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Wednesday, August 17, 2016

Edwiser Single Sign On (SSO) extension to access Moodle and WordPress

Two Doors by Stefan W.
Licensing: Creative Commons,
Attribution 2.0 Generic (CC BY 2.0)
http://goo.gl/sVgWXa
This is the second post in a series of five posts featuring the Edwiser Bridge and its four extensions. To re-cap, these WordPress plugins allow you to integrate Moodle with WordPress. In today's post I will focus on the Edwiser Single Sign On Extension which is a commercial plugin.

Image 1. The SSO extension icon.

This extension is an integral component in an e-Commerce system that comprises of Moodle, WordPress and WooCommerce. It works in tandem with the other compnents to create synergy in your system.


Section I. Overview

Image 2. The Big Picture. Where 
the SSO extension fits in.

What is the Single Sign On?
Single sign-on (SSO) is a session and user authentication service that allows a user to use a set of login details - name and password - to access two or more applications, in this case, WordPress and Moodle.

The Single Sign On extension allows you to enter your login credentials once in Wordpress, and to be logged into both WordPress and Moodle at the same time. So with this Edwiser extension, you will be able to, from within WordPress, launch directly into a Moodle site without having to go through the Moodle login page. This extension, used in tandem with Edwiser Bridge and the other three extensions, produce operational synergy for your website.



Installation Guide
As a purchaser of this extension, you would have received an E-mail that would allow you to download two key zip files – ‘edwiser-bridge-sso.zip’  and ‘wdmwpmoodle.zip’.


Section II. SSO Installation on WordPress


Steps 1 to 8 are in WordPress.

Install the ‘edwiser-bridge-sso.zip’ on your WordPress website.

Step 1. Go to the ‘Plugins’ menu from the dashboard.

Image 3. Add a new plugin.

Step 2. Click the ‘Add New’ button on this page.
Step 3. Click on the ‘Upload Plugin‘ button and upload the ‘edwiser-bridge-sso.zip’ file.

Image 4. Choose File.

Step 4. Click on ‘Install Now’ button once you have located and uploaded the plugin.
Step 5. On successful installation click the ‘Activate Plugin’ link to activate the plugin.

Image 5. Activate the plugin.

Step 6. Go to Edwiser Bridge | Settings | Licenses tab.
Step 7. Look for the label "Edwiser Bridge Single Sign On" and paste the license key into the edit box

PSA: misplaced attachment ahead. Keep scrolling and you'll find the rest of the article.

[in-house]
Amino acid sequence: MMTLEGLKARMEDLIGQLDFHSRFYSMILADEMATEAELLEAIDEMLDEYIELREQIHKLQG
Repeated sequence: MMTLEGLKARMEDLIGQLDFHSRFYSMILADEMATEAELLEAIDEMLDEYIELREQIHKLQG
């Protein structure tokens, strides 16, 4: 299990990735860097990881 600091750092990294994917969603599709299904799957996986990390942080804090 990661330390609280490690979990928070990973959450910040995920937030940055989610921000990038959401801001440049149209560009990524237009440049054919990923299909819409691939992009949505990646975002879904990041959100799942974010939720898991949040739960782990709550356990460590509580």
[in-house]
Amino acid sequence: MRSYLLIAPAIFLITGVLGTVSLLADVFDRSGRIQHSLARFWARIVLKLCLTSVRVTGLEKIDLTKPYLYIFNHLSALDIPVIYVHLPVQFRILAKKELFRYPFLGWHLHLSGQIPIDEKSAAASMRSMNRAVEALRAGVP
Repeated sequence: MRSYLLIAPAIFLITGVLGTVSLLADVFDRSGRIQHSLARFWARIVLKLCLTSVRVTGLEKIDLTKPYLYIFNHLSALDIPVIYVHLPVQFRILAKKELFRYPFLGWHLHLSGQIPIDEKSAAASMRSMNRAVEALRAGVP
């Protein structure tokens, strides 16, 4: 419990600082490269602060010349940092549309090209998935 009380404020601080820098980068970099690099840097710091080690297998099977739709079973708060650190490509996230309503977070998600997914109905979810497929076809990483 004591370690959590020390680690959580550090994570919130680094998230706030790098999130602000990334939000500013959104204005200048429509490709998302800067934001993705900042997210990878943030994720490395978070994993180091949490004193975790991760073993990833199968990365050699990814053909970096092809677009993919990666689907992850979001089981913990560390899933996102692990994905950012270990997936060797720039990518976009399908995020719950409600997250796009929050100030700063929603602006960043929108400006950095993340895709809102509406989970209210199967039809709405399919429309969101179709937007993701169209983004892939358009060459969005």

Step 8. Click the "Activate License" button.

Image 6. Active the license.

Section III. SSO Installation on Moodle

Steps 9 to 13 are in Moodle.
Install wdmwpmoodle.zip on your Moodle website.

Step 9. In your Moodle site, go to Site administration | Plugins | Install plugins

Image 7. Install the wdmpmoodle plugin.

Step 10. Upload the wdmpmoodle.zip file by clicking on the "Choose a file" button. Navigate to the folder where the zip file is stored and select it.

Image 8. Pick the file.

Step 11. At the Plugin type drop down list, choose "Authentication method (auth)" and click the "Install plugin from the ZIP file" button to install the plugin.

Image 9. Installation settings.

Step 12. Go to Site administration | Plugins | Authentication|Manage authentications
Step 13. Enable the Edwiser Bridge SSO plugin by clicking the 'closed eye' icon.

Image 10. Authentication.

Section IV. Generating the Secret Key on WordPress and Moodle


Both websites need to communicate via a secret key.
Steps 14 to 16 are in WordPress.

Step 14. Go to Edwiser Bridge | Settings | General tab.
Step 15. At the Single Sign On Settings section, you will see the Secret Key edit box. Type in a secret key value
Step 16. Click the "Save Changes" button when finished.

Image 11. Add in the Secret Key.
Steps 17 to 19 are in Moodle.
Now we have to set the same secret key value on the Moodle site.

Step 17. Go to Site administration | Plugins | Authentication | Edwiser Bridge SSO
Step 18. Enter the exact same secret key that was entered at Step 16, in the "Secret key" edit box.

Image 12. Paste the same Secret Key value into Moodle.

Step 19. Click the "Save changes" button to save the setting.


Section V. Navigating and redirecting between WordPress and Moodle

It would be good to make a way for the user to jump from WordPress directly into Moodle. Likewise, the user should be able to jump back to WordPress once they have logged out of Moodle.

Steps 20 to 35 are in WordPress.

Let's now create a link on the WordPress site that will bring the user direct to Moodle.

Step 20. From your WordPress Dashboard, go to Pages | Add New.
Step 21. Enter the name of your page. For example, "Go to Moodle".
Step 22. Type the shortcode [wdm_generate_link].
Step 23. Click the "Update" button to save the page.

Image 13. Link to Moodle short code.

Next, you should add the page to your WordPress menu. To do this,

Step 23. At the Dashboard, go to Appearance | Menu.
Step 24. At the Menu Name, type "Header1".
Step 25. Click the "Create Menu" button.

Image 14. Adding the link to the WordPress header menu.

Step 26. In the Pages panel on the left, go to the "Most Recent" tab and tick the two items named "Go to Moodle" and "User Account".